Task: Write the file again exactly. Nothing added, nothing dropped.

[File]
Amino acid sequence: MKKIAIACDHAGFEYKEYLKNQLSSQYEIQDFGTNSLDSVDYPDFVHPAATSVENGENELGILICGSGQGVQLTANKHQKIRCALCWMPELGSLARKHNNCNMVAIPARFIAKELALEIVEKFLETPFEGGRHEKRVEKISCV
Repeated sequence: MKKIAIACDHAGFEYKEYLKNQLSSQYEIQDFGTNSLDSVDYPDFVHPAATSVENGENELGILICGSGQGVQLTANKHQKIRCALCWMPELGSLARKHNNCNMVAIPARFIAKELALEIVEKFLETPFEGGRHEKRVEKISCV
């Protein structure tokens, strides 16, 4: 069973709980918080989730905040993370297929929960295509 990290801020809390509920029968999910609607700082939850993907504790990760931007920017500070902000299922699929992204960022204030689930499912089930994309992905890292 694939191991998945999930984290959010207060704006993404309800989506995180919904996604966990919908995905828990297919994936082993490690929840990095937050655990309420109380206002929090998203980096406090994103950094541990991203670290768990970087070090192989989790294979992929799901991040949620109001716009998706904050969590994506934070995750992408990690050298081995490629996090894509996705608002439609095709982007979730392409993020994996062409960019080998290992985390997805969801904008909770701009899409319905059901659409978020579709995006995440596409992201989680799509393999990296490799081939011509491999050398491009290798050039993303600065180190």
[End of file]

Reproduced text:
Amino acid sequence: MKKIAIACDHAGFEYKEYLKNQLSSQYEIQDFGTNSLDSVDYPDFVHPAATSVENGENELGILICGSGQGVQLTANKHQKIRCALCWMPELGSLARKHNNCNMVAIPARFIAKELALEIVEKFLETPFEGGRHEKRVEKISCV
Repeated sequence: MKKIAIACDHAGFEYKEYLKNQLSSQYEIQDFGTNSLDSVDYPDFVHPAATSVENGENELGILICGSGQGVQLTANKHQKIRCALCWMPELGSLARKHNNCNMVAIPARFIAKELALEIVEKFLETPFEGGRHEKRVEKISCV
């Protein structure tokens, strides 16, 4: 069973709980918080989730905040993370297929929960295509 990290801020809390509920029968999910609607700082939850993907504790990760931007920017500070902000299922699929992204960022204030689930499912089930994309992905890292 694939191991998945999930984290959010207060704006993404309800989506995180919904996604966990919908995905828990297919994936082993490690929840990095937050655990309420109380206002929090998203980096406090994103950094541990991203670290768990970087070090192989989790294979992929799901991040949620109001716009998706904050969590994506934070995750992408990690050298081995490629996090894509996705608002439609095709982007979730392409993020994996062409960019080998290992985390997805969801904008909770701009899409319905059901659409978020579709995006995440596409992201989680799509393999990296490799081939011509491999050398491009290798050039993303600065180190």